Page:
VW: Can you share tips on how to build a great style with what Value Village has to offer?

DW: You can stay on trend shopping thrift and I recommend “Making Your Own Mannequin”. When you shop bring pictures of outfits and looks from your favorite, current fashion magazines. They can often be duplicated shopping thrift for much less money.

We also recommend shopping with specific items in mind, for example two new pairs of updated jeans for your wardrobe. Find a pair that fits and flatters your shape today. Choose one darker wash denim that can be dressed up or down and should be a little longer to accommodate a heel. The other pair should be lighter and long enough to wear with flats. Value Village offers a wonderful versatility in your closet.


  1. Interesant subiectul de astazi. Sper sa nu te superi ca iti scriu in romana.

    In teorie, magazinele astea au avantajele lor. In practica, lucrurile nu stau chiar la fel :)

    Sunt persoane, atat din Romania, cat si din SUA si Canada, ale caror bloguri le urmaresc, care gasesc adevarate comori in aceste magazine. Piese de designer, in stare foarte buna si la preturi foarte mici. Lucky them!

    Eu inca n-am descoperit astfel de locuri si nici nu trag sperante prea mari. Poate prin orase gen New York....

    Chiar de curand am fost la Value Village. Mi s-a pus mie pata sa ma apuc de vandut haine pe Ebay. Usor de zis, mai greu de realizat :) In primul rand, pentru asta am nevoie de piese de designer, ca asta se cauta. Pentru asta trebuie sa ajung la magazin de dimineata, cand incep sa puna marfa pe umerase, ca dupa ora 10 sosesc cumparatorii si dispar toate hainele bune. Haine buna insemnand Forever 21, H&M si alte chestii de genul asta. N-am vazut picior de Chanel sau Dior prin magazinele astea. Daca exista ceva bun, cu siguranta nu ajunge la gramada cu celelalte, pe umerase. Daca se intampla, categoric e din cauza ca personalul nu a fost suficient de atent.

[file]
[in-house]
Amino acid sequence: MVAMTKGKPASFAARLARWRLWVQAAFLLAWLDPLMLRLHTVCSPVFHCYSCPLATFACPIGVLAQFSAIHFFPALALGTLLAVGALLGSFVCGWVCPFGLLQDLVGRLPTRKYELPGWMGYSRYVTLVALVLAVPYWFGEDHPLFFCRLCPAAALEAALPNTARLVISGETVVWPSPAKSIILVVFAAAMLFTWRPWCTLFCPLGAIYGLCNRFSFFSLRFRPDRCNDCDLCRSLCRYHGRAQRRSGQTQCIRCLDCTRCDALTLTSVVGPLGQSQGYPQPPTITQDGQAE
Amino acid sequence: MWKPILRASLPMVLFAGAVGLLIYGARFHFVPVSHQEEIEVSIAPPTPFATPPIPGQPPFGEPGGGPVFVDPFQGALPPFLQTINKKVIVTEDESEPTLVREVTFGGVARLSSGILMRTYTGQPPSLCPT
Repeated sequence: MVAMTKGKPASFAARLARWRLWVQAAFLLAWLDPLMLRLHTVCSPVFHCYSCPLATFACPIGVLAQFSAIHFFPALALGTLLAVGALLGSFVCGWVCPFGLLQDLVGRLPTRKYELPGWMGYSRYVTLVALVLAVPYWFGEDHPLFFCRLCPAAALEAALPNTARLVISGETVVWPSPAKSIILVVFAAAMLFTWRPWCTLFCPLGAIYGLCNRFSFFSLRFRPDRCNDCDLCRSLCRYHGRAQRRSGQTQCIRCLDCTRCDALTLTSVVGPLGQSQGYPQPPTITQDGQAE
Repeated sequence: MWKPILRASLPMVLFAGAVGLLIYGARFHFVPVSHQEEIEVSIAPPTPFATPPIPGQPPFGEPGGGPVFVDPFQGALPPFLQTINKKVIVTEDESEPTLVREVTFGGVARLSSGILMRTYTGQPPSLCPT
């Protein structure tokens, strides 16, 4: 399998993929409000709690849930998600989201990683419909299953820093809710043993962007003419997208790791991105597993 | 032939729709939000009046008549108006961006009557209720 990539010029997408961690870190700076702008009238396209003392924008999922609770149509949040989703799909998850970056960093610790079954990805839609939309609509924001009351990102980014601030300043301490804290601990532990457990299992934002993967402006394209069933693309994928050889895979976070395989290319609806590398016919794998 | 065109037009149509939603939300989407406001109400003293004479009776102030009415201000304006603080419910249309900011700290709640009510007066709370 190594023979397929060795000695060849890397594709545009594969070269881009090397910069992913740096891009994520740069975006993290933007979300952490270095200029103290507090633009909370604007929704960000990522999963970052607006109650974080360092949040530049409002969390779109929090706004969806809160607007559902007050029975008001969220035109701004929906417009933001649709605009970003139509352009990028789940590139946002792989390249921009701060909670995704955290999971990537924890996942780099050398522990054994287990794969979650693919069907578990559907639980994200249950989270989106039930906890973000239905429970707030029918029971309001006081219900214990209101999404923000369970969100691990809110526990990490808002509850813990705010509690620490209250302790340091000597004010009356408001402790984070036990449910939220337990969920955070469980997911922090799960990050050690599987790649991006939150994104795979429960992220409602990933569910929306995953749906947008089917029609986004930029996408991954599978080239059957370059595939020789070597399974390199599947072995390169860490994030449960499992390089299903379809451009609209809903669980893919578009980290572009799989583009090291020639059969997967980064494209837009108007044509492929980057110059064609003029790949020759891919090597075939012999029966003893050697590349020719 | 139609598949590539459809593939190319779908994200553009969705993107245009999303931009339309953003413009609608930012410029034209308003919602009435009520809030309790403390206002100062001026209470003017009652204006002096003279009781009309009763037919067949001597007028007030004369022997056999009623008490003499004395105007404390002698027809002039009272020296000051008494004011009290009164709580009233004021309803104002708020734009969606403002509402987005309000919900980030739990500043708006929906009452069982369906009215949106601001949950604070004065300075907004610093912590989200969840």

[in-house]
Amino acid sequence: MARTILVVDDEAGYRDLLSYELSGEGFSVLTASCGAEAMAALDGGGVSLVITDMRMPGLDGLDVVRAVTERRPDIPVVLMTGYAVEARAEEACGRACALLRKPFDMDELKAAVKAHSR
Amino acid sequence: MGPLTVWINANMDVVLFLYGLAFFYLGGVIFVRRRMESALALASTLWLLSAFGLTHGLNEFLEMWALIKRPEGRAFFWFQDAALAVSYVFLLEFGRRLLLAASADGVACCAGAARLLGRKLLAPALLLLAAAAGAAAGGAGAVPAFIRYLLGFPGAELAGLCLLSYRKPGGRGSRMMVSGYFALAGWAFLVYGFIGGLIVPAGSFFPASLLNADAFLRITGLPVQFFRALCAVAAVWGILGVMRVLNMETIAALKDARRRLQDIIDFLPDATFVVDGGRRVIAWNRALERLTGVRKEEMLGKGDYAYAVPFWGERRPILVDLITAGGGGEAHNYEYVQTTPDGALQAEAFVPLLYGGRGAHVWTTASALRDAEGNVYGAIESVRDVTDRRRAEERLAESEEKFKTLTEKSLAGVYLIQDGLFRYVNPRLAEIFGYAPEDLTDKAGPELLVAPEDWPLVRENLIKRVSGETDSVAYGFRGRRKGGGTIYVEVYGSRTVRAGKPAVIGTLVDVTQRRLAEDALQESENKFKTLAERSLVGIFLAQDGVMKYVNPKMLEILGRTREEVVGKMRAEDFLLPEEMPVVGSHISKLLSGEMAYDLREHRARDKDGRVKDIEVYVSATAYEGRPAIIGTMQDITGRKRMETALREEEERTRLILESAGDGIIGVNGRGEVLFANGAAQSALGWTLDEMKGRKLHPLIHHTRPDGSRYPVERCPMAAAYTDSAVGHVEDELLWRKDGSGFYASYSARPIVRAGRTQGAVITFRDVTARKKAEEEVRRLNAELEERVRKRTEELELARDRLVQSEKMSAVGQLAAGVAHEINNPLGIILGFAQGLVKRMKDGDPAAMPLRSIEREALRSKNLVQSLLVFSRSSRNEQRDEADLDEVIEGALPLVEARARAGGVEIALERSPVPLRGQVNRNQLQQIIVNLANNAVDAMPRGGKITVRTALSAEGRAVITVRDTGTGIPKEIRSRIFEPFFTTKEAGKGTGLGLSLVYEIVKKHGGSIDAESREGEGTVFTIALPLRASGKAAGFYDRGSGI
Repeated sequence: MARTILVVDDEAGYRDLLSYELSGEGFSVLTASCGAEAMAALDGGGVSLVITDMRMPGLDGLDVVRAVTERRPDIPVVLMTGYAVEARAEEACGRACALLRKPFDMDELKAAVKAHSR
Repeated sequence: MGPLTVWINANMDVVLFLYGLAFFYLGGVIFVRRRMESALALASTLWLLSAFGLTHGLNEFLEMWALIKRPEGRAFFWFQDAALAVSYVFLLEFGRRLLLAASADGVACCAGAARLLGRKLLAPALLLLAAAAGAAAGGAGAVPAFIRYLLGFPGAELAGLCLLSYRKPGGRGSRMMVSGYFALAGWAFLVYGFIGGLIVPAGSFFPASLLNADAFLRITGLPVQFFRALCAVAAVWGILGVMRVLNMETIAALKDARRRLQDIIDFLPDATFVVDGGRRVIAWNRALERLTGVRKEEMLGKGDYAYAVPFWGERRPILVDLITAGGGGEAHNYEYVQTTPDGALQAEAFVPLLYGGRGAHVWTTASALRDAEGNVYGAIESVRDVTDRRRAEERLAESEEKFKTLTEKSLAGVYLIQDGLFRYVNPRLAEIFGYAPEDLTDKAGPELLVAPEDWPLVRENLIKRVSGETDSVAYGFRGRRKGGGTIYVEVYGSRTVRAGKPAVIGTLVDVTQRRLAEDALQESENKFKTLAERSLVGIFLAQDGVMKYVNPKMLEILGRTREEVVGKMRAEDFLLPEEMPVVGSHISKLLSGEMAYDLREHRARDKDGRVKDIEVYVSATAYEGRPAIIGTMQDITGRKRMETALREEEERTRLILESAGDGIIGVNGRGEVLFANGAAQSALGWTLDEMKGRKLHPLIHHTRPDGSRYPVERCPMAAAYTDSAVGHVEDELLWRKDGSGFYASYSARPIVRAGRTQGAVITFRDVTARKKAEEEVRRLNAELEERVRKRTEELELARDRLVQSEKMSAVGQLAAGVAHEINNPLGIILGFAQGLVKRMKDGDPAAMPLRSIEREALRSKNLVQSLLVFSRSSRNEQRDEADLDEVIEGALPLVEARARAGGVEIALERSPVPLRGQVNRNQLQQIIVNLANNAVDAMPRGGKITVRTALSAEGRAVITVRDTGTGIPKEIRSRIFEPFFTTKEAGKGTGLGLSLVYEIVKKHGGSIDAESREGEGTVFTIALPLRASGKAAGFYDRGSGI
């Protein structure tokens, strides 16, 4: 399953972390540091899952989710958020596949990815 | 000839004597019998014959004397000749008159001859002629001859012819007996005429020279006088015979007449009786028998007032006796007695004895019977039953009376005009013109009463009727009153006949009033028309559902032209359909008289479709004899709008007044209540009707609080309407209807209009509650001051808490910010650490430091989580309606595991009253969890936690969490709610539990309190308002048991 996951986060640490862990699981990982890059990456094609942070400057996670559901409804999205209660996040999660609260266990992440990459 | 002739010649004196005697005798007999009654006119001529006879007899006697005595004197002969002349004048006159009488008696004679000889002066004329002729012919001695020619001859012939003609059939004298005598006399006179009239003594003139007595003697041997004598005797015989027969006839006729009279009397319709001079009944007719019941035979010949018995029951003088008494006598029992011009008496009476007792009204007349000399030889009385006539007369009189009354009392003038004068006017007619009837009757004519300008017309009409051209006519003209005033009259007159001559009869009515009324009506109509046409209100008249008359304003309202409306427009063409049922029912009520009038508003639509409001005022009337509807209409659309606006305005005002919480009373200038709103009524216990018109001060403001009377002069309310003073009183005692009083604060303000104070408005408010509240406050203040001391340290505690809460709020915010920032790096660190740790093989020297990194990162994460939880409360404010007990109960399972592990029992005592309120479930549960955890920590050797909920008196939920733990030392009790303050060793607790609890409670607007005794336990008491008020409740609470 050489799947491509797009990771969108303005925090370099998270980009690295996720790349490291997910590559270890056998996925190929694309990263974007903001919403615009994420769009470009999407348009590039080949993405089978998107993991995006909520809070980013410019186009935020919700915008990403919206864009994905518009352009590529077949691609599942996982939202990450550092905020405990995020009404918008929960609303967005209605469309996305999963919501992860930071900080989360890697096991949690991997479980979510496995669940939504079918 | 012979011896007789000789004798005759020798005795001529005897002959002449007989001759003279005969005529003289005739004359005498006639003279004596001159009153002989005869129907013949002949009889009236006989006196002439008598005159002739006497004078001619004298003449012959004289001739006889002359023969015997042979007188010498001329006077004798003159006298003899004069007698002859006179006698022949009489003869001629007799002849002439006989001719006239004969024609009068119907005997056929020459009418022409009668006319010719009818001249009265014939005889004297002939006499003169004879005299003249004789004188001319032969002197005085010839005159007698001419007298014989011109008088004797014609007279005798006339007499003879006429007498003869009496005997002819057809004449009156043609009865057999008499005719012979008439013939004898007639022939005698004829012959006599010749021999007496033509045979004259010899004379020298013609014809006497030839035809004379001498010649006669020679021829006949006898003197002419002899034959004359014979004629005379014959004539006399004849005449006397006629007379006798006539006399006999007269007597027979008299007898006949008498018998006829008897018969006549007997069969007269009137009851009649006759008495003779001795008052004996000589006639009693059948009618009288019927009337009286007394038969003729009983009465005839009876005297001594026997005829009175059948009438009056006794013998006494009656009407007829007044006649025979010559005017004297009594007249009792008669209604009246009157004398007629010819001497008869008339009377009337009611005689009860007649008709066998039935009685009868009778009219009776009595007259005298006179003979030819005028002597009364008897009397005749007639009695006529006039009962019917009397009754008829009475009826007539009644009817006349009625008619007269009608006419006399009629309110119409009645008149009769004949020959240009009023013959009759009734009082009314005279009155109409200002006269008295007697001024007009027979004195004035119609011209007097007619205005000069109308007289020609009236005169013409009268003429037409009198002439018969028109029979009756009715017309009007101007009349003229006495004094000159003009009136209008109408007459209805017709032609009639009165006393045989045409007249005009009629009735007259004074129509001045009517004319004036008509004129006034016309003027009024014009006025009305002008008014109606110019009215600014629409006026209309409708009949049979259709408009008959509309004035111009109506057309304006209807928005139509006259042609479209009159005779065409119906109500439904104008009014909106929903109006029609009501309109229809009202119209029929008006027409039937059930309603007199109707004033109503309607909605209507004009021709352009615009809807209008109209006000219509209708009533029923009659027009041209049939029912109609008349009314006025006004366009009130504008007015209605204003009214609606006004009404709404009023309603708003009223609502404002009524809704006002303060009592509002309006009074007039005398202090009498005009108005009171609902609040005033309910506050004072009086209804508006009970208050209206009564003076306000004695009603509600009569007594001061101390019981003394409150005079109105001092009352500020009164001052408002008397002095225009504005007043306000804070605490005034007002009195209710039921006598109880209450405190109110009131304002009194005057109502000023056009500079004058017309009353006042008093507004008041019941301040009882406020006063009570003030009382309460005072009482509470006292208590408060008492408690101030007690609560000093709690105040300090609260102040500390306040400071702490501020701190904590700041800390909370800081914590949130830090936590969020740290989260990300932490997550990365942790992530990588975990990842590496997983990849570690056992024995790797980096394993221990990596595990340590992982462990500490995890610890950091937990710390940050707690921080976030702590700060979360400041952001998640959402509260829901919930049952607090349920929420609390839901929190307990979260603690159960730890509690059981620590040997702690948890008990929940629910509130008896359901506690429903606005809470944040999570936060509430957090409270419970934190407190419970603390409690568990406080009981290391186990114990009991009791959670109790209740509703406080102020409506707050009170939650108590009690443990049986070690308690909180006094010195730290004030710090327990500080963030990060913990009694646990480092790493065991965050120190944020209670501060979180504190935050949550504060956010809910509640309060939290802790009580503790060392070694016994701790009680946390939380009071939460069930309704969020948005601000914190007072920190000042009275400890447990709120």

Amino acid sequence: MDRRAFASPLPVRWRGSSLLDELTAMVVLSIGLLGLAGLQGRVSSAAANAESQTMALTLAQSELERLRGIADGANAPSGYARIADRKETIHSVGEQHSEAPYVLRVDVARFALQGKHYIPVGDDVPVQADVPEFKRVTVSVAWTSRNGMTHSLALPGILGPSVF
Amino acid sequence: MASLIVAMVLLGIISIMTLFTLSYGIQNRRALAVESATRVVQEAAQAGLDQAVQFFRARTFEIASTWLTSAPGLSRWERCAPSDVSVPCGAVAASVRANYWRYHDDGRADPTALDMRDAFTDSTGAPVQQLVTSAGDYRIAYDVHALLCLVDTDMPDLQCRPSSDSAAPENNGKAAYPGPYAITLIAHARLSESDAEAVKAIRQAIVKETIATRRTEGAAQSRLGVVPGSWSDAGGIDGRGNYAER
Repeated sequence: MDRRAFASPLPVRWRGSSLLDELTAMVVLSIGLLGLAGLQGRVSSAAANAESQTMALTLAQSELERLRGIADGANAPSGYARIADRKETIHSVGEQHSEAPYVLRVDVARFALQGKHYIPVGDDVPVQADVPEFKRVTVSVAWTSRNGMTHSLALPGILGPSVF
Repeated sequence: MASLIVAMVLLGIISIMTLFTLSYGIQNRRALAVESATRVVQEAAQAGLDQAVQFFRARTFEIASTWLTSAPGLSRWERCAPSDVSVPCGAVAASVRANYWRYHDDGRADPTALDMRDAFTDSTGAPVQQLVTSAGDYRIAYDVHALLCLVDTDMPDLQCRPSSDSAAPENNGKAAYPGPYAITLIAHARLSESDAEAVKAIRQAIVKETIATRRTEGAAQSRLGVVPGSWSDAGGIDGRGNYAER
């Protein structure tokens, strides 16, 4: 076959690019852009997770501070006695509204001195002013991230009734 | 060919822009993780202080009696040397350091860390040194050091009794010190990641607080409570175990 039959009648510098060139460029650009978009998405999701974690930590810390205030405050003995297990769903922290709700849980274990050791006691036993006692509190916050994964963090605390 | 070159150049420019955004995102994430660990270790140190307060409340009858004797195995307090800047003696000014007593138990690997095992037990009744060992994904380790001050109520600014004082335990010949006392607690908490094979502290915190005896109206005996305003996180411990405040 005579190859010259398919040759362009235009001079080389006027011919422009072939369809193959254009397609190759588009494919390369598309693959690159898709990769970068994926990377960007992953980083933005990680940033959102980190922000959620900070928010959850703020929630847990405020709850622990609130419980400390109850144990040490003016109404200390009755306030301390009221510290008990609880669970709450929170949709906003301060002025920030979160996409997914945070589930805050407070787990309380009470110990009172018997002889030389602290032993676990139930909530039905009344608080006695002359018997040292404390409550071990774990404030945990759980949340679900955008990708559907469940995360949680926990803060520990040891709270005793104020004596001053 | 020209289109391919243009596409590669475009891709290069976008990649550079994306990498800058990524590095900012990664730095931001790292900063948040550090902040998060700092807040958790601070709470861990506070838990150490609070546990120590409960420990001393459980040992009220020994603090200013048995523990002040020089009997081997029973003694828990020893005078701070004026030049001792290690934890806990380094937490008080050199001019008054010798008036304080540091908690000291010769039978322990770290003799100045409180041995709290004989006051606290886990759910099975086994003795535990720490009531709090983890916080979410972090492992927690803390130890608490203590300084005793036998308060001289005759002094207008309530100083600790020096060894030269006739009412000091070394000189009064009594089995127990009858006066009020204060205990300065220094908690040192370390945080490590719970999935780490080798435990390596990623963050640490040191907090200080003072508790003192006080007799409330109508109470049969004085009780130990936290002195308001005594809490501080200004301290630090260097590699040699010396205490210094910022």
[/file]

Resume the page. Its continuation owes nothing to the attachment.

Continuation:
Nu! Hainele si accesoriile de designer au un loc special, la casa, pe rafturi, de unde nu le poti vedea prea bine. Si bineinteles ca si preturile sunt pe masura, uneori chiar nejustificat de mari pentru produse folosite.

    Americanii nu sunt tocmai cei mai atenti din lume cand vine vorba de intretinerea hainelor. Ce a zis doamna de mai sus, cu 'gently used' si 'only the highest quality' este bullshit, cu scuzele de rigoare. Sunt sute de haine patate, decolorate, in niciun caz purtabile.Din cate stiu eu in Romania, cand e vorba de haine second-hand, legile impun anumite conditii, respectiv dezinfectarea lor, sau ceva de genul asta. Aici ma indoiesc ca exista reguli.

    In continuare, trebuie sa zic ca nu imi face o deosebita placere sa scormonesc printre haine purtate de cine stie ce 'slobs', dar daca "afacerea" merge o sa fac un efort :)

    Uitasem sa zic cum a decurs experienta mea. Am gasit o bluza Michael Kors, nu cine stie ce model, la vreo 3 dolari si am pus-o la vanzare pe Ebay fara asteptari prea mari. Am avut 14 dolari profit pe ea, deci ma declar multumita :)

    Am inteles ca ar fi in Atlanta un magazin care vinde exclusiv haine de designer 'gently used', asa ca acela va fi urmatoarea mea destinatie, cu speranta ca va merita efortul :)

  2. Bineinteles ca nu ma supar ca scrii in romana, scrie cum iti place, nu ma deranjeaza.

    Sunt si in Toronto magazine Value Village. Am fost si eu o data, dar nici eu n-am gasit piese designer, poate si din cauza ca n-am avut prea mult timp la dispozitie.

    Nu neg ca posibilitatea de a gasi piese exceptionale (ca model, creator) la Value Village si alte magazine de profil este mare; dar in acelasi timp stiu ca nu toti au rabdarea necesara pentru acest "tresure hunting".

  3. I love thrifting! I haven't had Americanca's experience, fortunately. Here I found quite a few nice clothes, in good condition, some of them even brand new. A BCBG bag (I wore it until it tore :)), a gorgeous Italian bag (new), a Liz Claiborne dress (new), a beautiful emerald green jacket (new - doesn't fit me, but hope never dies :)), several cute tops, new shoes, an elegant burgundy leather suitcase, books and lots of stuff for the house. I also have a thing for men's shirts, I like to wear them around the house, and I got a few designer ones, like new.
    I haven't gone in while, but this post made me miss a thrift store tour!

  4. Thank you Cat for your comment, I'm so glad you liked the article. And those are really great finds, good for you. :)

    I once bought books from Value Village as well. When I saw the book shelf, I said, waw, that's nice! The small paperbacks were $2 each (in bookstores usually $10), and the medium paperbacks $4 each (in bookstores usually $13-$20). So I bought 5 books. :)) I would have bought even more, but not all the titles were interesting. :)